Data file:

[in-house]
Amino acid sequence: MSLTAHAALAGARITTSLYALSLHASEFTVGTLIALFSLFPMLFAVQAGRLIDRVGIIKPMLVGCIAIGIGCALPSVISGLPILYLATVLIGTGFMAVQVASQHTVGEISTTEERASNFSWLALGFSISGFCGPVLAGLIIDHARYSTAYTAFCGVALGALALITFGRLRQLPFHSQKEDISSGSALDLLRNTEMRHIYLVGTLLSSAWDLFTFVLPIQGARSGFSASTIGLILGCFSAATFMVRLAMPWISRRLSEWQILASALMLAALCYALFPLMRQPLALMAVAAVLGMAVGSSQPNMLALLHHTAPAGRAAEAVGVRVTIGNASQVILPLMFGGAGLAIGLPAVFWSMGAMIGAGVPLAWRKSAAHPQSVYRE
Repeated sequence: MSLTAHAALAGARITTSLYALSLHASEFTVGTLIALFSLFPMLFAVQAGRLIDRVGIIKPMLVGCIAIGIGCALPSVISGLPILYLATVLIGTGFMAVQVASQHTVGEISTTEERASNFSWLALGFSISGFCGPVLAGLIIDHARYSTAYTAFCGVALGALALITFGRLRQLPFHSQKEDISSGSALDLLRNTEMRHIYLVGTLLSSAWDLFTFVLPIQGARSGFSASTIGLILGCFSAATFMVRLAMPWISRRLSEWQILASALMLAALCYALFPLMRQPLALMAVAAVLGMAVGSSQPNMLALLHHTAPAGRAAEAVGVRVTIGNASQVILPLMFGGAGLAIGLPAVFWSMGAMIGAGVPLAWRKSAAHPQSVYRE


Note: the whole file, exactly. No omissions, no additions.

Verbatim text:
[in-house]
Amino acid sequence: MSLTAHAALAGARITTSLYALSLHASEFTVGTLIALFSLFPMLFAVQAGRLIDRVGIIKPMLVGCIAIGIGCALPSVISGLPILYLATVLIGTGFMAVQVASQHTVGEISTTEERASNFSWLALGFSISGFCGPVLAGLIIDHARYSTAYTAFCGVALGALALITFGRLRQLPFHSQKEDISSGSALDLLRNTEMRHIYLVGTLLSSAWDLFTFVLPIQGARSGFSASTIGLILGCFSAATFMVRLAMPWISRRLSEWQILASALMLAALCYALFPLMRQPLALMAVAAVLGMAVGSSQPNMLALLHHTAPAGRAAEAVGVRVTIGNASQVILPLMFGGAGLAIGLPAVFWSMGAMIGAGVPLAWRKSAAHPQSVYRE
Repeated sequence: MSLTAHAALAGARITTSLYALSLHASEFTVGTLIALFSLFPMLFAVQAGRLIDRVGIIKPMLVGCIAIGIGCALPSVISGLPILYLATVLIGTGFMAVQVASQHTVGEISTTEERASNFSWLALGFSISGFCGPVLAGLIIDHARYSTAYTAFCGVALGALALITFGRLRQLPFHSQKEDISSGSALDLLRNTEMRHIYLVGTLLSSAWDLFTFVLPIQGARSGFSASTIGLILGCFSAATFMVRLAMPWISRRLSEWQILASALMLAALCYALFPLMRQPLALMAVAAVLGMAVGSSQPNMLALLHHTAPAGRAAEAVGVRVTIGNASQVILPLMFGGAGLAIGLPAVFWSMGAMIGAGVPLAWRKSAAHPQSVYRE